US 2016011 A
Description (OCR text may contain errors)
Oct. 1, A. F EN 2,016,011
WIRELES S AERIAL Filed Aug. 6, 1934 Patented Oct. 1, 1935 UNITED STATES PATENT OFFICE WIRELE SS AERIAL Application August 6,
1934, Serial No. 738,630
In Great Britain August 18, 1933 5 Claims.
This invention relates to wireless aerials, and has for its object so constructing the actual conductor that it remains erected Without support at its further extremity. It is generally agreed 5 that, within limits, height is preferable to more length in an outdoor aerial. T erect a tall mast close to the wireless apparatus and run the aerial wire up at a sharp angle (while gaining in height without undue length), results in the screening of the conductor by the mast, in addition to the practical difliiculties.
The aims of the present invention are to place most of the conductor length into height, erect an outdoor aerial of considerable length without fixtures beyond the premises, and provide an easily transported aerial for portable wireless work.
The most obvious and practical form of conductor capable of remaining erect without support at its further extremity is that of a hollow, elongated-metal cone. To make this cone conveniently transportable, there are a plurality of methods, as hereinafter described.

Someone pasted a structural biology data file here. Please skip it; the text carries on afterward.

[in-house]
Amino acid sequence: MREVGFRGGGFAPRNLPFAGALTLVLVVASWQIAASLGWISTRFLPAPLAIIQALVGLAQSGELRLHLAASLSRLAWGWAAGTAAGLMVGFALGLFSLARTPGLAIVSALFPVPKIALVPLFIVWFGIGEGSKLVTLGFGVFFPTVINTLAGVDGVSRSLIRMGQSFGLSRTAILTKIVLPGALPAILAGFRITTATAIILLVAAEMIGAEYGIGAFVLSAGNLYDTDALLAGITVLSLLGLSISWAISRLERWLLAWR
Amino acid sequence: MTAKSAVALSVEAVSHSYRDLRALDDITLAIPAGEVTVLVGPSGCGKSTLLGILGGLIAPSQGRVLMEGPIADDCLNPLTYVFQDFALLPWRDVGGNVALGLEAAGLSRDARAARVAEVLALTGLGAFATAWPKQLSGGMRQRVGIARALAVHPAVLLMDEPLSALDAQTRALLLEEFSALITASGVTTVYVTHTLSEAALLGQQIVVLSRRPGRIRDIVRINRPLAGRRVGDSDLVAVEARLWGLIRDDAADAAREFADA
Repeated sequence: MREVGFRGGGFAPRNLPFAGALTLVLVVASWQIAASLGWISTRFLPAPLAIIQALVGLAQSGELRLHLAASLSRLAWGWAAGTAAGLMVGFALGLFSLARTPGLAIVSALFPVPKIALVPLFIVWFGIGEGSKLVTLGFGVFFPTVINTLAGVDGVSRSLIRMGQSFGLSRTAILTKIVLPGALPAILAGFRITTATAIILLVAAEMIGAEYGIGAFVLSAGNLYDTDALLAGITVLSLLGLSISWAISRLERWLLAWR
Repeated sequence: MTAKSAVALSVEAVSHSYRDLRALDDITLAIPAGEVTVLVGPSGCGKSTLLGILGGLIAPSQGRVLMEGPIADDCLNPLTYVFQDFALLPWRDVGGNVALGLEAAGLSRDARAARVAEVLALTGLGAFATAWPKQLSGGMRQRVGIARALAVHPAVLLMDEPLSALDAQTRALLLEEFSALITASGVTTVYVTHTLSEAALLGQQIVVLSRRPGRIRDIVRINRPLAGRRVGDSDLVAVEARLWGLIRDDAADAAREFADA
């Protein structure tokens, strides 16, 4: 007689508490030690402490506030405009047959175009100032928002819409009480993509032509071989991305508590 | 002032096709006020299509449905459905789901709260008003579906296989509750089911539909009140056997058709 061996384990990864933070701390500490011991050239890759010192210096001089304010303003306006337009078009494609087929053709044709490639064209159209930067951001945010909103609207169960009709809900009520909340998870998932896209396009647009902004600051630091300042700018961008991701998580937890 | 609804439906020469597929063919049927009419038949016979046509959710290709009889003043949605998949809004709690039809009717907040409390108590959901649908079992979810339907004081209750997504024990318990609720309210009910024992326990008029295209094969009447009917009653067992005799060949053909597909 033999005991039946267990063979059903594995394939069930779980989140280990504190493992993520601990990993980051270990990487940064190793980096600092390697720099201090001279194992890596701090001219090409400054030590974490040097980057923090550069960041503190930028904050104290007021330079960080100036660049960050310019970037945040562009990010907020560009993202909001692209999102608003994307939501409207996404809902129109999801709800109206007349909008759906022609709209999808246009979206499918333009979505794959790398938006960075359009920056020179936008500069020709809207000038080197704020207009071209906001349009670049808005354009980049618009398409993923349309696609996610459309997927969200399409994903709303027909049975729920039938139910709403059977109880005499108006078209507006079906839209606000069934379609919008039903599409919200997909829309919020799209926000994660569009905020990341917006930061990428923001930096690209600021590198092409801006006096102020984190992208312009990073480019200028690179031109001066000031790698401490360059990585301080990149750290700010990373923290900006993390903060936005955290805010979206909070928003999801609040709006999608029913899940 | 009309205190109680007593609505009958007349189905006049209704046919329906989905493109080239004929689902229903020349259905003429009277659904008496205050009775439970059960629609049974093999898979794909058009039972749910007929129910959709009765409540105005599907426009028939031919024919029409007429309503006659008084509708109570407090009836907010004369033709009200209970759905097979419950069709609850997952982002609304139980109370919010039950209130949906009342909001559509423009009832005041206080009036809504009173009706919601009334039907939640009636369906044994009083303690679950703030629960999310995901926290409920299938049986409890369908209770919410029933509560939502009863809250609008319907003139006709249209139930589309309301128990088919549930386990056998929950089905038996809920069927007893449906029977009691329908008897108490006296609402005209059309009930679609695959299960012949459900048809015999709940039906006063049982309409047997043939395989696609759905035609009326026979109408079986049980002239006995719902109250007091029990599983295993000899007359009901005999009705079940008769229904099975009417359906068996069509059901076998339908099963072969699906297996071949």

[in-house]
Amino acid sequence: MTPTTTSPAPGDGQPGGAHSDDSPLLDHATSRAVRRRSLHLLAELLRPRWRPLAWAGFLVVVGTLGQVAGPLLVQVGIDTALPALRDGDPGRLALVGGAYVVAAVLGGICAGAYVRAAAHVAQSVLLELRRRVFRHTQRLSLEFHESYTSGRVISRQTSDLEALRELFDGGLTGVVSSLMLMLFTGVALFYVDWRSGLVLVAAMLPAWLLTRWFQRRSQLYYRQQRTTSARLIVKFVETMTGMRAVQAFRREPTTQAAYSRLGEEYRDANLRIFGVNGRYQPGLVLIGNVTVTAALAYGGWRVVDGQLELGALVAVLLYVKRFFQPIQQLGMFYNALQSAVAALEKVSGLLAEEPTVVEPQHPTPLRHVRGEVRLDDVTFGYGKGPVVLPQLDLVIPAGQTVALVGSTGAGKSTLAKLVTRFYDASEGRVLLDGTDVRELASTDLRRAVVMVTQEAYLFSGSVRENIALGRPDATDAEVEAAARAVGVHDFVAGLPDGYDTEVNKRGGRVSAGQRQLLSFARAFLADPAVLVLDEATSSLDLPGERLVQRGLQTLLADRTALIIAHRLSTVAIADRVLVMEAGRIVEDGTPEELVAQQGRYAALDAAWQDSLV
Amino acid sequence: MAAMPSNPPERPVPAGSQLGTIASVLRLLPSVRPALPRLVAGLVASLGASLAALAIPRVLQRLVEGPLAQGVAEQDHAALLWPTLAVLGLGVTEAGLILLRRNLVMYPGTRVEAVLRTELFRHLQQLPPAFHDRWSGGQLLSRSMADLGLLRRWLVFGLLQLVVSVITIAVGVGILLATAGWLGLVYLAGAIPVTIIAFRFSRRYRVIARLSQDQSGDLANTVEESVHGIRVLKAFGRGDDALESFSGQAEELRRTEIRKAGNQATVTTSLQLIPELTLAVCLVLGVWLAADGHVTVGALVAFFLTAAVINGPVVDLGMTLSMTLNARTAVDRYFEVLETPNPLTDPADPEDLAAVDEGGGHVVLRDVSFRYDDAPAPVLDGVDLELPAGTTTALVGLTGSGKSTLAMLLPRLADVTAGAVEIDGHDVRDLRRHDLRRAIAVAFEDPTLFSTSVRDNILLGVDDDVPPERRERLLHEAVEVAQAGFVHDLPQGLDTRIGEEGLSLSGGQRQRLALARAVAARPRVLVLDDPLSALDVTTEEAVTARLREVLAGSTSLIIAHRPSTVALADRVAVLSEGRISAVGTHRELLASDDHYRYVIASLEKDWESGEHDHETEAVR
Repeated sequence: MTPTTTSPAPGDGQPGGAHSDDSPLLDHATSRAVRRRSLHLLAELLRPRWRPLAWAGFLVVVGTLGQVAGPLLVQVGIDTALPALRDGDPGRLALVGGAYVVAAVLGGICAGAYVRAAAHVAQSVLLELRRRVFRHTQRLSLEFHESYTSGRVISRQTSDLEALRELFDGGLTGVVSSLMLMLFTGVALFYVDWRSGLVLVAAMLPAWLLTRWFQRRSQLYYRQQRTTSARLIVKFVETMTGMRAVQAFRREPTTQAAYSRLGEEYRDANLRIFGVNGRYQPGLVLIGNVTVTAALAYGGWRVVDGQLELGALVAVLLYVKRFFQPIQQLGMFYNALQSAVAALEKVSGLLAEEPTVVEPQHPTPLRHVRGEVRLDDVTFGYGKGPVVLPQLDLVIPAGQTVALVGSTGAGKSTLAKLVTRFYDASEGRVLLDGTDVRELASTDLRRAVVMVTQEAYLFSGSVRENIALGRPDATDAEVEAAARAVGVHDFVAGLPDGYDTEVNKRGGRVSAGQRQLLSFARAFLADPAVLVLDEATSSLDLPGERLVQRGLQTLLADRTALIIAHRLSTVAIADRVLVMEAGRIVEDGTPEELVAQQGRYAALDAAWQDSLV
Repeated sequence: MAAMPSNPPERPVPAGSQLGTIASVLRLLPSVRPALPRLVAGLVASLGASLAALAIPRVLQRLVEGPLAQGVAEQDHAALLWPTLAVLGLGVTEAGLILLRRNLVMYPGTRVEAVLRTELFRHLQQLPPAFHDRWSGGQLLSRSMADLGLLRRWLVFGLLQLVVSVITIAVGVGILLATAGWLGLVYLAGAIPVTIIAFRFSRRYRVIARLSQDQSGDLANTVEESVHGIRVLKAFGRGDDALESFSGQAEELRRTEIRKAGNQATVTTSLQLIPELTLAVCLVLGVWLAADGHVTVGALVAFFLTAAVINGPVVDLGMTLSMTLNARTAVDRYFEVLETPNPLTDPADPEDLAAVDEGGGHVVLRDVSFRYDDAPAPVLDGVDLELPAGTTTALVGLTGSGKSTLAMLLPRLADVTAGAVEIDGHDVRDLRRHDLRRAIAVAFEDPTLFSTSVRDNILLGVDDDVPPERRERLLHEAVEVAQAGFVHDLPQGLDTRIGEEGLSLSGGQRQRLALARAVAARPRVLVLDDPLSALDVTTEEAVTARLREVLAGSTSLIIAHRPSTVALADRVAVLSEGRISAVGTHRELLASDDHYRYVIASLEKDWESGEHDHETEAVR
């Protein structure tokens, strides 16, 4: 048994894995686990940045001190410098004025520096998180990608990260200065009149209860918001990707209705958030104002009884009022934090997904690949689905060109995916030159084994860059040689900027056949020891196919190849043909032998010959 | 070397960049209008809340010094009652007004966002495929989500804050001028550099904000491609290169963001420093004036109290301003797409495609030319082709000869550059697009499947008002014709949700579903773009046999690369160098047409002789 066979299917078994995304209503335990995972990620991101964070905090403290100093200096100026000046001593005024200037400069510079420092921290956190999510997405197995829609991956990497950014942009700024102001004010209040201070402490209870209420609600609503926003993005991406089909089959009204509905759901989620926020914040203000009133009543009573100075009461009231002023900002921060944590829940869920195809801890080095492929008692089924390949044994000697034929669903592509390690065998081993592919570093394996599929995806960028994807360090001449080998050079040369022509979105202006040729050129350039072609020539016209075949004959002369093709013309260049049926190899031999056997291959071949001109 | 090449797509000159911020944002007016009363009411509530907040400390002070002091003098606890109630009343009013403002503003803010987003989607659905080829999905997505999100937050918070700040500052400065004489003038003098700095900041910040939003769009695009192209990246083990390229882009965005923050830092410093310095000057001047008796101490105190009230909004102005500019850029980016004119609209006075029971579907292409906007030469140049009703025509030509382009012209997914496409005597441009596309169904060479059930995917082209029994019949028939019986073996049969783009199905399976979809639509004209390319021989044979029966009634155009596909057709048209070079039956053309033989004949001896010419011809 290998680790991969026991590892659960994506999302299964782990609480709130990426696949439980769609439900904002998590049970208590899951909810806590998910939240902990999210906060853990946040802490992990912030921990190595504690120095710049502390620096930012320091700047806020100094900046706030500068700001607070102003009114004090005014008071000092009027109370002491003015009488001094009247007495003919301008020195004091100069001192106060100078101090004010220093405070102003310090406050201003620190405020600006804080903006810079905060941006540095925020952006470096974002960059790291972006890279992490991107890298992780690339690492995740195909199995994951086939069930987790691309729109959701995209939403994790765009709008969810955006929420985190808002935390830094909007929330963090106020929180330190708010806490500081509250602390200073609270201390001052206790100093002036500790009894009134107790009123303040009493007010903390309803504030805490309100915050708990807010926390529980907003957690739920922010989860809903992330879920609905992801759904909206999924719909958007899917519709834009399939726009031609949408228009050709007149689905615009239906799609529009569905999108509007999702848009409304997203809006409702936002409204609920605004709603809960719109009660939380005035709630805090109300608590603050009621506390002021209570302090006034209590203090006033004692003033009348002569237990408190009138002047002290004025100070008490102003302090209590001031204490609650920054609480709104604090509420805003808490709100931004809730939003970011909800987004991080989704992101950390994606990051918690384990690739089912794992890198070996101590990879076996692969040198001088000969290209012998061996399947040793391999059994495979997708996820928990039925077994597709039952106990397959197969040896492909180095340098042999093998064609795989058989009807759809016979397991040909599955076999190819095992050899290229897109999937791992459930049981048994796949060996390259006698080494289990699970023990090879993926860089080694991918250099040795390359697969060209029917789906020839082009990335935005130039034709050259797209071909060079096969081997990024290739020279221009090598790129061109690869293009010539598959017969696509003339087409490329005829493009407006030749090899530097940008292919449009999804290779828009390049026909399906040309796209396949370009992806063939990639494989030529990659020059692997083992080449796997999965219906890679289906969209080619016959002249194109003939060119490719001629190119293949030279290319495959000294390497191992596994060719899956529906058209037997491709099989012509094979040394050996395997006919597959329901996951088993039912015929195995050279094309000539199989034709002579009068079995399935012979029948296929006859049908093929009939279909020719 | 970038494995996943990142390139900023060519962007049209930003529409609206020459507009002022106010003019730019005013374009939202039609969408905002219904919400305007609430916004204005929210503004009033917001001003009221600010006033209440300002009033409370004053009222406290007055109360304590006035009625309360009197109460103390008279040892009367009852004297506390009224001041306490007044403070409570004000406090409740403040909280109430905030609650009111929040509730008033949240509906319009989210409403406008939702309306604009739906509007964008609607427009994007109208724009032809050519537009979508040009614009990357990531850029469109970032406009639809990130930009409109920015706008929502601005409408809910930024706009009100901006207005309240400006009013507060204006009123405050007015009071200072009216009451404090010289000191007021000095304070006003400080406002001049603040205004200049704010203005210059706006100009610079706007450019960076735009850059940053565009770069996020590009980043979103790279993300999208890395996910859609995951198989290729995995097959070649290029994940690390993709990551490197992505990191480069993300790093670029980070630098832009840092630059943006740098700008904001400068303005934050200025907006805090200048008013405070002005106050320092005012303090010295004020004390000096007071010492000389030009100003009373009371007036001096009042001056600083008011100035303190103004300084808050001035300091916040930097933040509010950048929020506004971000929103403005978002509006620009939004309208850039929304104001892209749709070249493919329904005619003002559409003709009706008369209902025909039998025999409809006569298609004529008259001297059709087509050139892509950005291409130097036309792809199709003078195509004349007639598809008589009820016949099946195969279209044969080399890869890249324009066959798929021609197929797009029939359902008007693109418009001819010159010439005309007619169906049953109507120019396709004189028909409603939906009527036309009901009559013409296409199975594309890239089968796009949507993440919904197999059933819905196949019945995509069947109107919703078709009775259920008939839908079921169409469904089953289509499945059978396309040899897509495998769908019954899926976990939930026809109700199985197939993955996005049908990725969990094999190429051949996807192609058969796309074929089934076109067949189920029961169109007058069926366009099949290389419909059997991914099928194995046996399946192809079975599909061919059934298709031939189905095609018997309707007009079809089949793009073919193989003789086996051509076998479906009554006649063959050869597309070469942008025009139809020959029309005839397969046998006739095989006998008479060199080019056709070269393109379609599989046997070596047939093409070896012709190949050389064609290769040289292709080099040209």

The invention is described with reference to the accompanying drawing, in which:
Fig. 1 is a view of blank from which one form of the aerial is constructed.
Fig. 2 is a view of the same aerial completed and erected.
Fig. 3 shows an alternative construction of the aerial.
Fig. 4 shows a sectional elevation of the base holder.
Fig. 5 shows an elevation of a joint, clip or holder.
A convenient construction consists of a hollow, elongated cone of copper-plated springy steel, formed from a thin strip of steel, having the shape of a narrow sector of a large circle I as shown in Fig. 1. This sector would be rolled into the conical form 2 shown in Fig. 2. The edges may butt or overlap. The tempering of the steel would be such as to allow the cone tobe opened at the base, and rolled from base to apex, or vice versa, for compactness in packing, a band preventing its unrolling. This band" may be the periphery of a cylindrical container, a slit from side to side allowing the strip to emerge under control. It will be appreciated that when a piece of thin sheet steel of suitable prescription is correctly tempered in the conical shape described, and afterwards opened and rolled from end to end, it has a strong tendency to unroll and curl to the conical form again, and strongly resist bending.
The cone base is gripped securely between the inner tapered and flanged plug, ring or cone frustum 3 Fig. 4 and an outer flanged ring, cone or frustum 4, such ring being drawn towards the cone base by bolts or the like 5.